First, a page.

Uvalde school shooting report blames all agencies for failures
The report says it’s unclear if lives could have been saved with a quicker response, but leaves the possibility open.
“The lack of leadership could have contributed to the loss of life as the injured victims waited over an hour for help, and the attacker continued to fire his weapon sporadically,” says part of the report obtained by the Washington Post.
Rather than isolating blame on local officers, as some have done since the shooting, the report casts a wider net of responsibility on “all law enforcement…on this tragic day.” .
“Hundreds of responders from numerous law enforcement agencies — many better trained and equipped than school district police — quickly arrived on the scene,” the report said. “These other responders, who also had training in active shooter response and the interrelationship of law enforcement, could have helped resolve the ongoing chaos. Yet in this crisis, no responder took initiative.
Nineteen students and two teachers died in the shooting of 18-year-old Salvador Ramos, who was killed when police burst into a classroom after a long delay.
“Other than the perpetrator, this report found no ‘bad guys’ during its investigation. There is no one to whom we can attribute malicious or malicious intent,” the report states. “Instead of that, we found systemic failures and grossly poor decision-making.”
Uvalde survivors and their families received a hard copy of the report on Sunday morning and were to be notified this afternoon.
Led by state Rep. Dustin Burrows (R), the House committee interviewed three dozen people and reviewed hours of audiovisual evidence, filing everyone from Mayor Don McLaughlin to a 911 dispatcher to a security guard. school and in Arredondo. Some initially resisted interview requests, including Uvalde police officers and Uvalde County Sheriff Ruben Nolasco, but after some negotiation they all gave in.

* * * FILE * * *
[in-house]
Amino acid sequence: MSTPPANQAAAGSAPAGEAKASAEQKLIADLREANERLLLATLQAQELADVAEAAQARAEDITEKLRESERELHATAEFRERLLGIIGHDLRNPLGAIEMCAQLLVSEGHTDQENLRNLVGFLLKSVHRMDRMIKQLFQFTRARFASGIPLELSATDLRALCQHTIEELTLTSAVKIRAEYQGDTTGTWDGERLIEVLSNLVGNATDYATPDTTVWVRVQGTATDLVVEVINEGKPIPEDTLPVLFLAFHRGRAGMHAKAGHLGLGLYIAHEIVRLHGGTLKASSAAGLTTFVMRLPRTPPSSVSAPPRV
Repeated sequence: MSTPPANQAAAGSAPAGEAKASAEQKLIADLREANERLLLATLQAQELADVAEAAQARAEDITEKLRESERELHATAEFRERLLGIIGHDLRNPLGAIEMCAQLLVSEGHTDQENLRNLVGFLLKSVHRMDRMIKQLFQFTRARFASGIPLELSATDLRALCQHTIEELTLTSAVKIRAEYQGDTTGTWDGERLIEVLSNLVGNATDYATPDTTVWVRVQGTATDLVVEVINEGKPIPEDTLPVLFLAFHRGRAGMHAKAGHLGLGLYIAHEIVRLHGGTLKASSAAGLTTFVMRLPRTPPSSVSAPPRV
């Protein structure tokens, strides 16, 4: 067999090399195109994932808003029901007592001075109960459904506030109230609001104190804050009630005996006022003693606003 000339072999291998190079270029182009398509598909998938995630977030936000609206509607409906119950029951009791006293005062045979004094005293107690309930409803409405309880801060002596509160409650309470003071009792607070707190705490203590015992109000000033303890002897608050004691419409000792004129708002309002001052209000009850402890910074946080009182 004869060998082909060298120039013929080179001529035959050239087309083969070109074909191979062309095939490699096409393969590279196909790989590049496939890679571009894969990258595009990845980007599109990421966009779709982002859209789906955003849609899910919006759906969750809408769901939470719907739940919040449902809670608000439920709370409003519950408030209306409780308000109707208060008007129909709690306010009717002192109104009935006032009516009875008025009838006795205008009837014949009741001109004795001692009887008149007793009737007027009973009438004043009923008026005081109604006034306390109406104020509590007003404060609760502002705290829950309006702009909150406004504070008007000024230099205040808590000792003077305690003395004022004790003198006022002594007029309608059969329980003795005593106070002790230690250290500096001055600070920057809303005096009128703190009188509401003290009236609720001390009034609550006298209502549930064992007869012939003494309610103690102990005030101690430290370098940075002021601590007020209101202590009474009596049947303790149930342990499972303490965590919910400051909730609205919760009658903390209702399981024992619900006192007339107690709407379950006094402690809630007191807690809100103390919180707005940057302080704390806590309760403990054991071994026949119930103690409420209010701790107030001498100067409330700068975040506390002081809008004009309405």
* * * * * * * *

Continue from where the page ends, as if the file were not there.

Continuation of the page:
The committee, which also included former Texas Supreme Court Justice Eva Guzman (R) and El Paso State Representative Joe Moody (D), worked through several media leaks and damning revelations by the Director of Texas Department of Public Safety Director Steven C .McCraw. All interviews took place in camera, the committee exercised caution around an ongoing criminal investigation by the Texas Rangers, the FBI and Uvalde District Attorney Christina Busbee.
The report’s authors said their goal is to provide much-needed answers to families in Uvalde who are struggling to trust anyone with authority in the state of Texas amid competing narratives about how their children and their teachers were killed.
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From the start, state troopers peddled false information to media and officials at the scene, claiming that police confronted the shooter early outside the school, was injured and followed him. on the inside. The governor first praised the police response, then says he was wrong. McCraw later released a timeline, describing a delayed response fraught with baffling errors by incident commander Arredondo, who disputed characterization in an interview with the Texas Tribune. McLaughlin, the mayor, accused the state of blaming their city. Texas State University researchers briefed by the Department of Public Safety found that Uvalde police had a chance of stopping the massacre.
Then came the leaked video. It begins with a van crashing into a dry drainage ditch outside the school and a black-clad Salvador Ramos emerges. He jumps over a fence and walks freely into the school, gun in hand and firing a few shots. In a version published by the Austin-American Statesman, a terrified teacher’s 911 call is heard in the footage as she relays her horror and orders students to return to their classrooms.
Explosions of gunfire follow as the shooter disappears into a classroom; audio for shouting has been removed. Timecode from the hallway fish-eye camera showed police responding three minutes later and moving towards violence. But rapid fire sent them back further down the hall. They remained in this posture for nearly 77 minutes as more law enforcement officers and equipment filled the hallway. At one point, a helmeted officer sprayed his hands with sanitizer from a dispenser.